Mr. Obama, too, can fall into the trap that waits for people to whom words come quickly and easily. So states our editor, to whom words seem, also, to come readily. Is then our editor also possibly a victim of said trap?
Our editor states that Obama writes about how he gazes at Lincoln's portrait, believing that Lincoln "still cherishes his memories -- of an imperfect world and its fleeting, sometimes terrible beauty." But it is difficult to imagine Lincoln cherishing the memories of the deaths of his two beloved sons, or of the incredible carnage that he unleashed in the Civil War. "Imperfect world"; "terrible beauty" -- these are mellifluous yet weak words for such unspeakable experiences.
Our editor supposes a great deal. He implies, nay states, he knows what not only his contemporary is thinking, but also what his antecedent was, or may have been, thinking; seems quite a reach.
Further, and I do not mean to imply I know what Abraham Lincoln was thinking 145 years ago, perhaps the President of the United States in 1863 was considering the world before his Presidential eyes, and not (just) his father eyes. As a father myself, I know I would be devestated by the death of a child of mine; yet I can perceive that, were I not only a father, were I by some miraculous historical happenstance, a President, I might rise beyond my personal tragedy and misfortune, and see the fate of my country. Considering the fate of my Nation, I might well "cherish memories of an imperfect world and its fleeting, sometimes terrible beauty."
In spite of the tragedy of losing two children, I might well cherish, I dare imagine, memories not of the incredible carnage unleashed by the Civil War, but of the Union handed down to us by our forebearers. I vehemently disagree that President Lincoln unleashed the carnage of the Civil War. The States that seceeded from the Union would have fought for slavery no matter who became President of the United States. It fell to Abraham Lincoln of Illinois, the Republican nominee, to defend the legacy of Washington, Jay, Jefferson and Hamilton. Indeed, they of the South, sought to undo the Union. Their actions unleashed that terrible carnage. Abraham Lincoln sought to defend the Union, at all costs. Lee, Beauregard, Stonewall Jackson, Jefferson Davis and that entire clique were the ones that unleashed the terrible carnage by defending slavery and defying the authority and legitimacy of the Union of the United States.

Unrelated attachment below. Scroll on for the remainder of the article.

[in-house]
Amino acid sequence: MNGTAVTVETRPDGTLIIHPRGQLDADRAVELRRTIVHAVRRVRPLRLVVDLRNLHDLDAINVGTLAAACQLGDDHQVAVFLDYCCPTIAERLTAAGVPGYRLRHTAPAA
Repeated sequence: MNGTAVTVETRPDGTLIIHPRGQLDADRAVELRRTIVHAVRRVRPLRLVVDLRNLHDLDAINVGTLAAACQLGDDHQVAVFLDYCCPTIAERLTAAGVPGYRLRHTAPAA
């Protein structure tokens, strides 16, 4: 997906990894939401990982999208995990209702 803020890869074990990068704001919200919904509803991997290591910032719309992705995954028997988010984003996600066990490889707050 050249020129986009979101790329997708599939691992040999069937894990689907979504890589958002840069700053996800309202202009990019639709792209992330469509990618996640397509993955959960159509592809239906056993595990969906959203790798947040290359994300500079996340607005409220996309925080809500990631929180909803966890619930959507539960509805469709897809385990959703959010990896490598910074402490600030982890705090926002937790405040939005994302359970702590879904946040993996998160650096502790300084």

Such unspeakable experiences were unleashed by the Rebels, not by Lincoln. President Lincoln understood that only the utter and complete defeat of the Confederacy, only vanquishing the Rebellion wholly and completely, would end slavery and save the Union. Robert E Lee understood it as well. Mere days after surrendering to General US Grant at Appomattox Courthouse, General Lee urged all other Confederate forces to surrender, and all of the Confederacy to accept defeat, and to accept Federal supremacy and victory.
Mr. Obama, like Lincoln, has a very powerful sense of himself as an agent of historical destiny.
Obama understands the role that the populace carves out for their President: part myth is of it. Abe Lincoln understood it, too, eventually. It is not enough to be Chief Executive, for the Nation is not simply an Organization. The President of the United States is Commander in Chief of the Armed Forces of the Nation, but that is only part of what he is, and the Civil War and the Great Depression-perhaps of 2008 call for more than just occupying the Oval Office.
Indeed, Mr. Obama's words sometimes leap with a degree of vanity beyond a clear meaning, just as Lincoln's own grandiloquence sometimes led him astray.
Yes, even our editor concurs that speech, the very words that our President uses, are subject to very careful and meditated scrutinity. All the more reason, I would argue and contend, for flowery speech and melifluous rhetoric. Times call(ed) for it.
To say, as Mr. Obama did in Grant Park, that Lincoln's America was "far more divided than ours" is to engage in, as the English teachers used to say, invidious comparison. Why compare our America to Lincoln's at all?
Well, hell, for one, I do not recall my English teacher speaking of invidious comparison. Well, that's my problem. But I will say that I see a reason for comparing our 2008 crisi to Lincoln 1861 crisis: our Nation is indeed divided, not between slavers and abolitionists, but between the very few and the very many. We are facing a very severe crisis. We are on the precipice of a calamity equal to, and perhaps greeater than, that faced by our antecedents in 1929. If not for what FDR did, namely Social Security, the SEC and the FDIC, we would now be in a greater shithole than that in which Herbert Hoover put this Nation in 1929.
When Mr. Obama talks about a "divided" country, he seems to mean a country in which critical social and economic issues have yet to be resolved.
That is one man's opinion; I do not agree. I do not see the basis for the arguments our editor is making. To me, he seems to be searching for a basis for arguing, as if arguing is more important than considering that perhaps we might give our new President-elect a bit of time to get his act and Administration going and working.
Some folks simply need to disagree. Our editor seems to fit in with that crowd.
Compared, however, to the politics of the riven 1960s, or the McCarthyite 1950s, or the imploding 1930s, our last few elections have been like springtime walks through the park.